Chemistry just ‘part of life’
By Hannah Spicher, HSPICHER@mailbox.sc.edu, 803-777-9086
Ask Hélène Maire-Afeli how she got interested in chemistry, and her whole face will light up.
“I have always been interested in science,” says Maire-Afeli, a chemistry instructor and lab manager at USC Union. “As a little girl, I would scratch the soil looking for worms, wondering, ‘What does it eat? Where does it live?’ It was fun to me.”
Maire-Afeli first came to the U.S. in 2002 as an exchange student at Kansas State University. Originally from France, she was introduced to science at an early age and in tandem with other subjects, like history, geography, poetry and drawing.
“We would pick up an apple and ask how it worked from the seed to the tree. We’d cut it open, draw it, and label the parts. Everything seemed connected to me,” she says. “I always thought of science as just part of life.”
Now — having finished a doctorate in chemistry, married and started a family of her own — she is working on a national security project that uses biosensors to “smell” explosive gases.
“I and some of my colleagues at USC Columbia are actually building the device that will detect dangerous gasses,” she says.
It may sound complicated, but to Maire-Afeli the building blocks—the foundations of what make it science — are not. And she has devoted time to making sure her students understand this.
“If I only knew how talk about biosensors, sure, I could only talk to about 10 people and wouldn’t have any friends,” she says with a laugh. “But I want people to realize that science is normal, and no more complicated than anything else.”
She points around the room to illustrate.
“Everything is chemistry-related. The varnish on your desk, the electricity in your room, the dye in your clothes, your computer—all of it is chemistry-based,” she says.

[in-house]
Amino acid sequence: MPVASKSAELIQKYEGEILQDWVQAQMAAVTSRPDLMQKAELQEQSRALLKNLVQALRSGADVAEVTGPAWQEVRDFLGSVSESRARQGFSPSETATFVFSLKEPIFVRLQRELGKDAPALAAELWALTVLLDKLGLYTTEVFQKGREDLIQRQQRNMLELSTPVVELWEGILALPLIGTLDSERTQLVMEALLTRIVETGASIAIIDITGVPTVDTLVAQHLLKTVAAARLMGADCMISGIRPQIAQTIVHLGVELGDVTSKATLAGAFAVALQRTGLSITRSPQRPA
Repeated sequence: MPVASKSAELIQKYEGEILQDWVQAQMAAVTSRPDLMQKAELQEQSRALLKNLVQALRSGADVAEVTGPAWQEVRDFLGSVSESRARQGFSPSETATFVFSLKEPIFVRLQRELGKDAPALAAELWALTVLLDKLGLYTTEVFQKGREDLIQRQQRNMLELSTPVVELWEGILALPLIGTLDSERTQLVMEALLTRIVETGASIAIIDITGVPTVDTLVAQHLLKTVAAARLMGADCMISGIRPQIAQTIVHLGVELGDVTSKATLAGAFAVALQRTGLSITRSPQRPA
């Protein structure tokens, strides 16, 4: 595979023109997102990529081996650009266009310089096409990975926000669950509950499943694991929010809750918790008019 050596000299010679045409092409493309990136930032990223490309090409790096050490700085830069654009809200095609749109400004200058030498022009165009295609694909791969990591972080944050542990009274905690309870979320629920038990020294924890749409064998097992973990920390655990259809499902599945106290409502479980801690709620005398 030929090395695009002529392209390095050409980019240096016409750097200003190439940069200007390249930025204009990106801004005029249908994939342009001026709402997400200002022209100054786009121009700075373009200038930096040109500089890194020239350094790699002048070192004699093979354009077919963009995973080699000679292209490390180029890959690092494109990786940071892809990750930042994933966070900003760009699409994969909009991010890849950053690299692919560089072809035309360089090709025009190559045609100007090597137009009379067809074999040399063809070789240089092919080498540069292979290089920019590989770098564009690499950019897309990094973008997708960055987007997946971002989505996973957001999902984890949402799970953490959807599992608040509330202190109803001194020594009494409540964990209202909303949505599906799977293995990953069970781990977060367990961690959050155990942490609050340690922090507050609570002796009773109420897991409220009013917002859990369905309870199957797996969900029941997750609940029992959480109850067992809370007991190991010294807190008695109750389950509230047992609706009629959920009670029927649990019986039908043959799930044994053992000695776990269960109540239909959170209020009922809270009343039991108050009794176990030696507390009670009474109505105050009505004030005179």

In the classroom, Maire-Afeli illustrates this same point by asking students to bring their own polymers from around the house — things like water bottles, food containers and ink cartridges. Studying compounds that students are already surrounded with helps demystify chemistry and gets the students more involved, she says.
“Students won’t major in the hard sciences if they aren’t first comfortable and familiar with it,” says Maire-Afeli.
That is why, when not overseeing the lab or developing her own research, Maire-Afeli works with Bill Moore, at the USC Union Crime Scene Investigation (CSI) summer camp for kids and with local second graders during National Chemistry Week.
At the CSI camp, participants learn how to extract DNA, how to look at bones to determine gender and species, how to make a mold out of tire tracks, and how to secure a crime scene.
“It’s a great way to get them involved in something that touches every part of science, from writing all the way to math,“ she says.
And for the younger kids, the National Chemistry Week celebration has its own set of benefits.
“The kids get really excited. By practicing cool experiments at home, they expose their siblings and neighbors to what they are doing with science,” she says. “They are the ones that make it happen. The kids just soak it up.”
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